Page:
ABW Report for 2016 Medical Mission to Tanzania

Dec 10,2016


On Nov 13, 2016, ABW embarked on its second medical mission to the Lushoto area in Tanzania. The team consisted of 6 members, 4 physicians (one radiologist), one Kenyan clinical officer, and one pharmacist.

The objectives of the mission

  • 11 days of acute care clinics (150 patient per day)
  • Provide life-changing funding for surgery and medical care to patients who are unable to afford treatment
  • Train a staff person in the Bumbuli region to use ultrasound imagining to diagnose and treat medical conditions
  • Upgrade ultrasound training for Juma (our clinical officer and ABW employee in Kenya)
  • Finalize proposal for funding of a dental chair, compressor, and instruments for the Soni Health Center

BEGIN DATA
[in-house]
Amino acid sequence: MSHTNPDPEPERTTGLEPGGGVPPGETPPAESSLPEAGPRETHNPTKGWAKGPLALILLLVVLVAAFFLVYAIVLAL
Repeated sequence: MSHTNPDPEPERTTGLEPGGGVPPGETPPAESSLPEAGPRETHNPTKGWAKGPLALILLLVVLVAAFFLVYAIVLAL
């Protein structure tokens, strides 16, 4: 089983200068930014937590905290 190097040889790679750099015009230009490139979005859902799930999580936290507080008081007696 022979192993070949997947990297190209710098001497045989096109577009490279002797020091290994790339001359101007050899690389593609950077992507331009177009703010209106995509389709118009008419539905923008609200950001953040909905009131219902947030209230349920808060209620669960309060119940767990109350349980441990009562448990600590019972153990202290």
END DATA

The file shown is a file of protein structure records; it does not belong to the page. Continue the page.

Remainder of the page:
• Explore the feasibility for donating an ultrasound unit to the Bumbuli Health region

Summary of events

  • A total of 9 clinics were held at 3 different centers
  • A total of approximately 1200 patient were treated
  • 6 patients received funding for life altering medical treatments
  • Discussions were held with the DMO to finalize the financial commitment that their region must make to partner with ABW for the purchase of dental equipment for the Soni Health Center; we agreed that they would provide 25% of the funding (estimated cost to them was approximately $2250 US of the $9000 US)
  • Ultrasound training was provided to the radiologist at Bumbuli hospital and to Juma; this included special training in joint and tendon injections under ultrasound imaging
  • We determined that it is feasible to place a US unit in the Bumbuli Health region; they would have to send a staff person for a formal ultrasound training course – final approval depends on whether the Canadian donor is willing to move forward with their donation

The ABW medical mission was a success with most of our objectives met or exceeded. ABW should be proud of the positive impact that it had on the health and welfare of the venerable population in the financially challenged area of Tanzania. We were well received by the local health workers. Patients were very grateful for the help we were able to give them.

Respectfully submitted,
Dr Ray Comeau